Polylith in a Nutshell

Polylith is a software architecture that simplifies our backend services and tools by enabling us to construct them as “modular monoliths” using composable components.
10-minute introduction, by James Trunk

Function

Functions are the smallest building blocks in Polylith from which everything is created. Most communication within a Polylith system is done by using simple function calls as a way to connect the different high-level building blocks that a Polylith system consists of.

The simplicity of functions makes them fantastic building blocks for code:

  1. Encapsulation: functions hide their implementation and only expose their signature.

  2. Simplicity: functions have a single responsibility and don't mix nouns with verbs, which makes them fundamentally untangled.

  3. Stateless: functions are just code; they don't contain state or instance.

  4. Purity: functions can be pure (i.e. have no side-effects) which makes them easy to understand, reuse, test and parallelise.

These properties make functions (especially pure functions) inherently composable and testable units of code and a perfect foundation for a software architecture like Polylith.

Library

A library is the kind of library we already know, a chunk of code that is compressed into a versioned file which can be downloaded from Maven, Clojars or other repositories.

A library is a piece of code that lives in its own namespace which allows us to pick the libraries we want to use, without getting into name clashes (but sometimes dependency hell!).

We rely on tooling we already use, that hides the complexity of solving dependencies to other libraries and the caching of files on disk.

Component

Components are high-level building blocks, which remove the need for layers (horizontal, vertical slice, or onion) in our architecture.

A component can represent a part of our domain (e.g. cart, invoice, order, user, etc.), or be part of our infrastructure (e.g. authentication, database, log, etc.), or be an integration point to a third-party system, (e.g. crm-api, payment-api, sms-api, etc).

Base

A base is a special type of component that only exposes its functionality via a public API, e.g. REST, Lambda, GraphQL, gRPC, command-line, etc.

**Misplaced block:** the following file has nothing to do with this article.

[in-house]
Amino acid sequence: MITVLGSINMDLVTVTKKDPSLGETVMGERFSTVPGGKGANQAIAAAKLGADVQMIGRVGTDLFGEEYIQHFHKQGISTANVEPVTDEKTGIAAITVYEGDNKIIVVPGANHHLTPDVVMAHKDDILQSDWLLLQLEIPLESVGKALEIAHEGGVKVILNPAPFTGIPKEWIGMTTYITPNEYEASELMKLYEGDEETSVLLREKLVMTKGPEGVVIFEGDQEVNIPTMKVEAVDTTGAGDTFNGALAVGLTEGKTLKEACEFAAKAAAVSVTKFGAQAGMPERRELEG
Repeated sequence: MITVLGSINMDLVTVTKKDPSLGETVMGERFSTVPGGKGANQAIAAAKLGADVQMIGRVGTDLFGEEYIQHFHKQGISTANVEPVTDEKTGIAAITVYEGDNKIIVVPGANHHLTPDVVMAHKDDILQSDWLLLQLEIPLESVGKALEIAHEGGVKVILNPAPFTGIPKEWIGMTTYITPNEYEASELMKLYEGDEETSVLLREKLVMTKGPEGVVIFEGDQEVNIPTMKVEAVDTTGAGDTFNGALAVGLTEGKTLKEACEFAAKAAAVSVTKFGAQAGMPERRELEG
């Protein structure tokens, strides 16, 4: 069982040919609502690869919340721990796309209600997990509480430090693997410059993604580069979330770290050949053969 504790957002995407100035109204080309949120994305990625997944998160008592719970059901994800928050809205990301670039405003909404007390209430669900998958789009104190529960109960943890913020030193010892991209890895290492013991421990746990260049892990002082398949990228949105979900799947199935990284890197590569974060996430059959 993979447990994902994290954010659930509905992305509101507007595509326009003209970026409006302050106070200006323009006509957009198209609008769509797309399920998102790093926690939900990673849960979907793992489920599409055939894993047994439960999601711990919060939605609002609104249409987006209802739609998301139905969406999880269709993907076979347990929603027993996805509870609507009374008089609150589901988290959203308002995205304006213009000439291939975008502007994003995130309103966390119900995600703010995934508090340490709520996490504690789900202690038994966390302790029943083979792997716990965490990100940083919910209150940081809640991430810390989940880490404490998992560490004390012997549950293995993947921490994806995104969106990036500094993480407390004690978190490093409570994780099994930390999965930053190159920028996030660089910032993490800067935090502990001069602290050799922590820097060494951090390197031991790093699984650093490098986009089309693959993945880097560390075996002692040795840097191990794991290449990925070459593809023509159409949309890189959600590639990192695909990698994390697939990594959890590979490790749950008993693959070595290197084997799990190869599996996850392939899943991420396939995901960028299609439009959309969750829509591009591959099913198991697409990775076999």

A base exposes a collection of endpoints via its API, and delegates the implementation of each endpoint to an appropriate component.

Project

A project specifies which libraries, components and bases should be included in an artifact, like a service, lambda function, command line tool, or a new library. This allows for optimal code reuse of components across multiple projects.

Development project

A development project is the place we use to work with all our libraries, components, and bases. It gives us a “monolithic development experience” with full code navigation, debugging, and refactoring across our entire codebase, and the possibility to work with our entire system in a single REPL.

Workspace

A workspace is the place in a Polylith codebase where we store all our building blocks and configure our projects.

Which challenges does Polylith solve?

  • Polylith’s single development project gives us a delightful development experience; we get all the benefits of coding with a monolith (code navigation, debugging, refactoring, and a single REPL) but maintain the flexibility of deploying our components into any combination of artifacts.

  • The LEGO-like components simplify the design of our tools and services by giving us building blocks at the right level of abstraction, which are understandable, composable, reusable, and replaceable.

  • Components are inherently simple and easy to reason about; they are just code, have a clear interface, and hide their implementation.

  • Components maximise code reuse to the point of having zero code duplication across our entire codebase.

  • Projects maximise the deployment flexibility by allowing us to combine any set of building blocks.

Now, let's dig deeper into the Polylith architecture to better understand how it solves these challenges.